This article was originally printed in Antique Trader
One of the more specialized glass-collecting clubs in the nation is The Antique Glass Salt and Sugar Shaker Club. Though highly specialized, the AGSSSC will be taking part in the Mega Glass Convention, which will be held July 7-9, 2011.
The Club was founded by the late Dottie and Bill Avery in 1983 with the mission to encourage, promote and support the collection and study of late 19th and early 20th century glass salt and sugar shakers. The AGSSSC also aims to stimulate interest and education of members and the general public about antique shakers by providing written documentation, research, news articles and opportunities for meetings and discussions on specific related topics, such as coil-top salt shakers, early carnival shakers and Vaseline shakers. The Club is also highly active and an instrumental resource in identifying and valuing antique shakers.
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AGSSSC members are entitled to attend the annual convention as well as receive the Club newsletter, “The Pioneer,” which is published several times each year. The cost of membership is only $25 per year per family. Susan Ryan, president of the Club, says the greatest benefit is sharing knowledge and forming new friendships. She says, “It’s great to be able to share your passion with another individual who appreciates your enthusiasm for shakers without saying, ‘You collect what?!’”
With 165 current members, the organization is large enough to move about the country for their national conventions but small enough, and tight-knit enough to hold “mini-conventions” – events where a member will host a get-together for sharing collecting experiences and the displays in their homes.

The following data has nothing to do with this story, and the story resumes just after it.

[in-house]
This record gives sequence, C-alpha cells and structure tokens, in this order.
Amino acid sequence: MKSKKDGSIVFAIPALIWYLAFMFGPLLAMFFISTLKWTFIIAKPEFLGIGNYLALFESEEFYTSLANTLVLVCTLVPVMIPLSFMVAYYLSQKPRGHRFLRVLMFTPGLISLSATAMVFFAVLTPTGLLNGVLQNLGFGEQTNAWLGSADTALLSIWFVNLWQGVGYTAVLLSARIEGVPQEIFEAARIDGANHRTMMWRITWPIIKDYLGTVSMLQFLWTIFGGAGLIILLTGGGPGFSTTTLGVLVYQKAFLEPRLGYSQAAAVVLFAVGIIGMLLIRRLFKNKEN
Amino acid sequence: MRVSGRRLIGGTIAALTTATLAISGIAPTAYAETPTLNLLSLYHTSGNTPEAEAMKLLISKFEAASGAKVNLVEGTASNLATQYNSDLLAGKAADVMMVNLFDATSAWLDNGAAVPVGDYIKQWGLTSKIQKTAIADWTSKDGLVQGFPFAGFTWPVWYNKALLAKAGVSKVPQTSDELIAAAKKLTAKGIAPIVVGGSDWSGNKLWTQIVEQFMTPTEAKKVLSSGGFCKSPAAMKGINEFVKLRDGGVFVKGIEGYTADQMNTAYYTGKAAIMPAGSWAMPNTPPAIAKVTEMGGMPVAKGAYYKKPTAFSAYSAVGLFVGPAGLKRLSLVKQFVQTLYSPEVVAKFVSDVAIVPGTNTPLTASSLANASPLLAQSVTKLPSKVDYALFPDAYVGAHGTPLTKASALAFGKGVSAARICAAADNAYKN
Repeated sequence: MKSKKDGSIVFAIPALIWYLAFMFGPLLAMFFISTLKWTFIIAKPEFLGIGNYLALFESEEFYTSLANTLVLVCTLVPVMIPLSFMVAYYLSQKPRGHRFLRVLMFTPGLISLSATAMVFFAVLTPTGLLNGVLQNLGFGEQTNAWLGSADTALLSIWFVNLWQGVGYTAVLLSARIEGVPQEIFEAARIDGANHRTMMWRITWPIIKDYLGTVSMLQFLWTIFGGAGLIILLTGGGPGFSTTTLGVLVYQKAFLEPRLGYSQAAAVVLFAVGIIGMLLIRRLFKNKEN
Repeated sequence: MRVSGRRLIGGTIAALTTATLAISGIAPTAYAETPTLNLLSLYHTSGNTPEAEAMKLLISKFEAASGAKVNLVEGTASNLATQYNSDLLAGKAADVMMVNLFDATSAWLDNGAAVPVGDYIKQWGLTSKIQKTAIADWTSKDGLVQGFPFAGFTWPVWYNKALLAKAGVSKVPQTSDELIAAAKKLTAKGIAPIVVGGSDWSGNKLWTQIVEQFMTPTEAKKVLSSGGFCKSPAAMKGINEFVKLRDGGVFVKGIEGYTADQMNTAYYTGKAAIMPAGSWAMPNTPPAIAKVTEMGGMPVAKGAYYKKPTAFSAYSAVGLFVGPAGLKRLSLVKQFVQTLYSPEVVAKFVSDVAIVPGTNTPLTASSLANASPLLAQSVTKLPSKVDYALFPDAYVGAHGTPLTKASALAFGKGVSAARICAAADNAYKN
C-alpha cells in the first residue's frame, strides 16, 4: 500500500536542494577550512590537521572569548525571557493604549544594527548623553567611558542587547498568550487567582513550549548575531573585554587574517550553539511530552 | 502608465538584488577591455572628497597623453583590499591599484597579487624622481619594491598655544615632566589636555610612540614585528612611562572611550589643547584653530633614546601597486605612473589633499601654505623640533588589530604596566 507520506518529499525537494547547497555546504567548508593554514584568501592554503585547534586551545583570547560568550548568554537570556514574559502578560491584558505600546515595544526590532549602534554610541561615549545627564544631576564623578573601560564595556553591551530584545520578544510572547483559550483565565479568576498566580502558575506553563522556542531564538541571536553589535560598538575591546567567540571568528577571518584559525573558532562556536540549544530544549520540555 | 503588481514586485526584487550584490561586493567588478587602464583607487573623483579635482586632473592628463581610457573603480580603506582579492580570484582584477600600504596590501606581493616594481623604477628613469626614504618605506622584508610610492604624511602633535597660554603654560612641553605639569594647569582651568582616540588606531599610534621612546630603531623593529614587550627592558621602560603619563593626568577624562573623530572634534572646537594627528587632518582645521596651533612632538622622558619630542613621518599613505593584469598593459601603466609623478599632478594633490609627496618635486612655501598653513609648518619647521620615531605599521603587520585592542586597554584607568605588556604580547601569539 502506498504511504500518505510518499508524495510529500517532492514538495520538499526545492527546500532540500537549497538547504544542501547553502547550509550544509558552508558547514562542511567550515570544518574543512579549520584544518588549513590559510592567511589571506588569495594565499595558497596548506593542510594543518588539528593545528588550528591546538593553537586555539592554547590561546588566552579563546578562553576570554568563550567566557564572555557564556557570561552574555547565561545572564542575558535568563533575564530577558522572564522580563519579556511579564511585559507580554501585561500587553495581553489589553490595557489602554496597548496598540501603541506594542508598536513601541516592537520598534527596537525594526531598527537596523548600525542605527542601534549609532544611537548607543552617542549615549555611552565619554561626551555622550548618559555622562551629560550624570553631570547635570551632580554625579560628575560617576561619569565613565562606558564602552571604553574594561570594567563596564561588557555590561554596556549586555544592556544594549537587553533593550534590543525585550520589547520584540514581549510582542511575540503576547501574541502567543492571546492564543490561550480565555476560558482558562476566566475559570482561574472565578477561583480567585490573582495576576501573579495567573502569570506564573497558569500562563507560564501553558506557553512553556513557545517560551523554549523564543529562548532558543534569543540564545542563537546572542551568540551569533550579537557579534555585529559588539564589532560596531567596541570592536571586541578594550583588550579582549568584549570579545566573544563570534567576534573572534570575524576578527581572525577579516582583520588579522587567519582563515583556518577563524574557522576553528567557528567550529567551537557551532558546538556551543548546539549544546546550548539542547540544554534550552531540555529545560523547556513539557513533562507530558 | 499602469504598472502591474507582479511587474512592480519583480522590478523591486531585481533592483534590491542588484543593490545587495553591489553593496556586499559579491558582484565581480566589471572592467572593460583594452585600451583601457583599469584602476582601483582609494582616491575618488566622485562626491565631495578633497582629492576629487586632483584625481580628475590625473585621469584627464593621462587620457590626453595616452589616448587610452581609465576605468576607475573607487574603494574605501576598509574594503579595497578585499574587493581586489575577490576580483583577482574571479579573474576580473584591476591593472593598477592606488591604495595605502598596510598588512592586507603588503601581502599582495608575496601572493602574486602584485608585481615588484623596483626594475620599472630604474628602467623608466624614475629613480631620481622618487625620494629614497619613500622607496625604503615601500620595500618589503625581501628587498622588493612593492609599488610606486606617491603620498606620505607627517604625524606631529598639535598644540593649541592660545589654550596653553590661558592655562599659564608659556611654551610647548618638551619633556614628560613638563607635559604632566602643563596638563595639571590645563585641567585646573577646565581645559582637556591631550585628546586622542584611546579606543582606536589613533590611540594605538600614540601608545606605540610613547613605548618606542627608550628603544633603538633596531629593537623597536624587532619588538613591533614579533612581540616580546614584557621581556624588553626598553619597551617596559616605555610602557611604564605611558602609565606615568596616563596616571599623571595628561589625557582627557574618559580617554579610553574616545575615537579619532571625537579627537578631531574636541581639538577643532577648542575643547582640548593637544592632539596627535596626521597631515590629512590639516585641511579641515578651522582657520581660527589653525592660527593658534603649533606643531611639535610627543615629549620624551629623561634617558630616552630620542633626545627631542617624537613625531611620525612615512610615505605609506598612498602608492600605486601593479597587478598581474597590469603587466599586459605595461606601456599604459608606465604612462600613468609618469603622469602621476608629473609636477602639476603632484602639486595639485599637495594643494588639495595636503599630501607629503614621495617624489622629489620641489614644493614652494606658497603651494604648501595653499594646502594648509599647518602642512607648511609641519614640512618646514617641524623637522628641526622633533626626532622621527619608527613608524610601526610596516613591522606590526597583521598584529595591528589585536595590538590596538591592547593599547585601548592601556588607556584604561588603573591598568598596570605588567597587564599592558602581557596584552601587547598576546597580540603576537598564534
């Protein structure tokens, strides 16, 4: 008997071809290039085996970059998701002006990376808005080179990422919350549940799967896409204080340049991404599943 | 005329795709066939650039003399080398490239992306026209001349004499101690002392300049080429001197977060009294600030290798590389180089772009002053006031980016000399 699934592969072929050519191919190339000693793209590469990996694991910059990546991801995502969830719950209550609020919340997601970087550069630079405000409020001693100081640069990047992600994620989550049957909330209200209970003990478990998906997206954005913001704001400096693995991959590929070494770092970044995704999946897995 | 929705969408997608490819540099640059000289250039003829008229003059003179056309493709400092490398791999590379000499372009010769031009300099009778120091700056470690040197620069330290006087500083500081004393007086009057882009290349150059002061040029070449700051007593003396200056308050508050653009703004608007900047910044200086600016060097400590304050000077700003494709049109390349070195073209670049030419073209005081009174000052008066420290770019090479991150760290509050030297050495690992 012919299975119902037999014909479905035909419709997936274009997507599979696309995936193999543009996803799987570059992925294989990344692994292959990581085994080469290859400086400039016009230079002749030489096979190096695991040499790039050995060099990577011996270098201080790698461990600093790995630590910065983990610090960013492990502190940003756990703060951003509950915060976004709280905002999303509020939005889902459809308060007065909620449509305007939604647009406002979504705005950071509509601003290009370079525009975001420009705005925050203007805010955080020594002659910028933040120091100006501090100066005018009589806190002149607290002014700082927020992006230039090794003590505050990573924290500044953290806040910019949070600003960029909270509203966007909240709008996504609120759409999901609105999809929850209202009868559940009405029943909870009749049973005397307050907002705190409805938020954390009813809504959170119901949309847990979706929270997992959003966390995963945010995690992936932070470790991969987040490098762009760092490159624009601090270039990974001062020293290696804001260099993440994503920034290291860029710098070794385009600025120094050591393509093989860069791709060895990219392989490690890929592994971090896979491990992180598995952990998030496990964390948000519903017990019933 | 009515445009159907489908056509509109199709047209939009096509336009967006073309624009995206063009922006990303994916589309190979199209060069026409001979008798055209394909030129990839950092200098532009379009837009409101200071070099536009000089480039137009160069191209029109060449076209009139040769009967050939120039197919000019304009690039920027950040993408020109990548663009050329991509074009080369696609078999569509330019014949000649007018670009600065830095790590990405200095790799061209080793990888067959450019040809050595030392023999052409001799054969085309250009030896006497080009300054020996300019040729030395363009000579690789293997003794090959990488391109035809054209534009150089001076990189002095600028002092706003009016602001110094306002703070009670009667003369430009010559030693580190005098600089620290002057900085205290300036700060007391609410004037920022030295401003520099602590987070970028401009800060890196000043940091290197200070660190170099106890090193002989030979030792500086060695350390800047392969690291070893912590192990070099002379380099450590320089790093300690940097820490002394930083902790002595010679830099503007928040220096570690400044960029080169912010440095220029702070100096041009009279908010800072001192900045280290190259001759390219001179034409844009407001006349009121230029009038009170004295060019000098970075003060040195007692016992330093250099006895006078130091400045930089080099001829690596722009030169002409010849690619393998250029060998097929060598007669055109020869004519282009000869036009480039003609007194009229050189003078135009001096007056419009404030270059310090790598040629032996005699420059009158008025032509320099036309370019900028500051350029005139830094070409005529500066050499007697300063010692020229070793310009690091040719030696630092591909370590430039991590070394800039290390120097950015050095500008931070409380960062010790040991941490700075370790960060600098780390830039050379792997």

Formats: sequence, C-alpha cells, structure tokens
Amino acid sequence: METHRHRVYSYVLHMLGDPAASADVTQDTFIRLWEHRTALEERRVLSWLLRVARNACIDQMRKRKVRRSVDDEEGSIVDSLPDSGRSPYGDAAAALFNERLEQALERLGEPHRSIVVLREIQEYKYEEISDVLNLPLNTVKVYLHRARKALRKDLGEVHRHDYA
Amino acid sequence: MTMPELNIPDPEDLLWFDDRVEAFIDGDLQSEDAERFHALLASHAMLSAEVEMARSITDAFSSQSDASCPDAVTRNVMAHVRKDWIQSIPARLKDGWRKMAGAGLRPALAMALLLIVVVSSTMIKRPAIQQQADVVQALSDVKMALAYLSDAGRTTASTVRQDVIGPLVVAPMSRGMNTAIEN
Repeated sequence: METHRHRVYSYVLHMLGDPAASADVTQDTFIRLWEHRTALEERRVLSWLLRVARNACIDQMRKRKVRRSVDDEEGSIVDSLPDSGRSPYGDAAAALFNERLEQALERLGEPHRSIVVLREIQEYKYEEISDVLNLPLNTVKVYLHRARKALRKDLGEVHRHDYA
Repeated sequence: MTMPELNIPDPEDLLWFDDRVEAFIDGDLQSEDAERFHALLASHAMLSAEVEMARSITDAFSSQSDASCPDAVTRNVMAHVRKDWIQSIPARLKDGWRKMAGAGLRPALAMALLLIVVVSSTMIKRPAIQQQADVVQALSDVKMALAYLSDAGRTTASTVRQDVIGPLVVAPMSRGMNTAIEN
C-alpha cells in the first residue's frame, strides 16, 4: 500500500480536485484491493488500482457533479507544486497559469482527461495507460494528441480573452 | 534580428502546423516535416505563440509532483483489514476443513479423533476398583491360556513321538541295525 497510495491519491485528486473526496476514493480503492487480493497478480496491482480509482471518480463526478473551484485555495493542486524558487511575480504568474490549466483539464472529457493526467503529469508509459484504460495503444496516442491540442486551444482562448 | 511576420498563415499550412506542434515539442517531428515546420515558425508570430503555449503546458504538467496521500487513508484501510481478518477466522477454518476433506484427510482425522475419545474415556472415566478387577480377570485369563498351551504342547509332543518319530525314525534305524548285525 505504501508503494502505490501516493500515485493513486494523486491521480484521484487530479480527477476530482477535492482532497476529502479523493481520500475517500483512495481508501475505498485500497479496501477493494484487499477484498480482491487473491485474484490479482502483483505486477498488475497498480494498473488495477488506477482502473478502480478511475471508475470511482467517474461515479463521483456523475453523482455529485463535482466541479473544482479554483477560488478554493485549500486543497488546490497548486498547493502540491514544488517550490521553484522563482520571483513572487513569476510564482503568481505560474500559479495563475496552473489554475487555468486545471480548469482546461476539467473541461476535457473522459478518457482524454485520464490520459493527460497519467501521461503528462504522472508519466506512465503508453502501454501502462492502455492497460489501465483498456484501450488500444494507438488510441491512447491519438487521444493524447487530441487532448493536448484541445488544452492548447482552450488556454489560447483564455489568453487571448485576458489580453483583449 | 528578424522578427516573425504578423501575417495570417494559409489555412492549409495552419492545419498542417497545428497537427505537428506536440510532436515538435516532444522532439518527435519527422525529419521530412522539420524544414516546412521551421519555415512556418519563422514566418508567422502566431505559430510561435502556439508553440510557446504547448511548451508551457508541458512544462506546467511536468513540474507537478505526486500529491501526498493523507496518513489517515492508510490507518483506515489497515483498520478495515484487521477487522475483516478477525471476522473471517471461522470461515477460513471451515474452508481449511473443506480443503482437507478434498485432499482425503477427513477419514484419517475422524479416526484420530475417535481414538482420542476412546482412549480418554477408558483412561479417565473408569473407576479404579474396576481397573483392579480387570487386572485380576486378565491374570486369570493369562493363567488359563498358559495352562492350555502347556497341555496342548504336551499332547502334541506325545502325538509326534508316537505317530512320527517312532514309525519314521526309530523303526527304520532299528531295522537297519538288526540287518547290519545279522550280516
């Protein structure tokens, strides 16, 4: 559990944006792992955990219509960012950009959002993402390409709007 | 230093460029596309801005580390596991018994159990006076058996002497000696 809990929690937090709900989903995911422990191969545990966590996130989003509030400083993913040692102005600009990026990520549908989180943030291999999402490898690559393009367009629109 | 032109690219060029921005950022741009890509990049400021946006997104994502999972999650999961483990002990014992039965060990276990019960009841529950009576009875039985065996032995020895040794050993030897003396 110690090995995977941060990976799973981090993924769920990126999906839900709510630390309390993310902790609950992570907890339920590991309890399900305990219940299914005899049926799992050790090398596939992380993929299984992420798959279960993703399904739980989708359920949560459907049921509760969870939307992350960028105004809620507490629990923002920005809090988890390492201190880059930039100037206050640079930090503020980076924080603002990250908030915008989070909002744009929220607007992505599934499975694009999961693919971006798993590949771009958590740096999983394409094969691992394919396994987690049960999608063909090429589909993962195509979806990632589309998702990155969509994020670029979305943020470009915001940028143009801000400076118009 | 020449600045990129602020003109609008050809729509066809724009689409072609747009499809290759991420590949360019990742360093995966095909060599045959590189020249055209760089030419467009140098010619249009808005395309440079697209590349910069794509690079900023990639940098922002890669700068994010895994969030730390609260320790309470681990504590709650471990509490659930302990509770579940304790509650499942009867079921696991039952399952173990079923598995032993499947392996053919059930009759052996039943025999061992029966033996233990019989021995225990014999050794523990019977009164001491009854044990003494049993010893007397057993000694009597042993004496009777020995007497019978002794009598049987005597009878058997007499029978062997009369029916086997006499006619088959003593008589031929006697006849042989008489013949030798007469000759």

The AGSSSC’s annual conventions began in 1986, and have been held throughout the United States. What the convention locations have in common is they are usually held near a museum with a large glass exhibit. The 2009 convention was held in Corning, N.Y., and club took a tour of The Corning Museum of Glass.
Ryan said the most popular activity at the national convention is “room hopping.” It is a time for members to renew old friendships and also allows a member to see and maybe buy a hard-to-find shaker or two, either directly from another member, or at the shaker auction. Also popular are the competitive displays; different categories are represented and voted on by the attendees.
|Benefits of Club membership include “The Pioneer” newsletter, which is published quarterly.|
This year, from July 7-9, the Antique Glass Salt and Sugar Shaker Club will be taking part in the Mega Glass Convention in Overland Park (Kansas City), Kans. Some of the other participants in the Mega Glass Convention include the National Toothpick Holders Collectors Society, the Early American Pattern Glass Society, and the National American Glass Club, just to name a few. The Mega Convention will take place at the Marriott Overland Park Hotel.
Learn more about the AGSSSC or v contact membership chairman Jan Eldridge at 413-783-4629.
AGSSSC’s Identification Project among valuable club benefits
The Identification Project has been a key activity of the AGSSS club. Many members have beautiful shakers that have not been pictured in literature. In order to give those shakers a “pedigree,” the club took on the challenge of establishing an “Identification Project.” AGSSSC members submit an “unknown” shaker to the identification committee for review.
The committee then researches the shaker to see if it can be found in any published literature, including old catalogs. All information found on the shaker is then published in “The Pioneer” for review and for further research by members. To date, the club has successfully reviewed more than 1,000 shakers and assigned names to a majority of them. This is an exclusive Antique Glass Salt and Sugar Shaker Club benefit.
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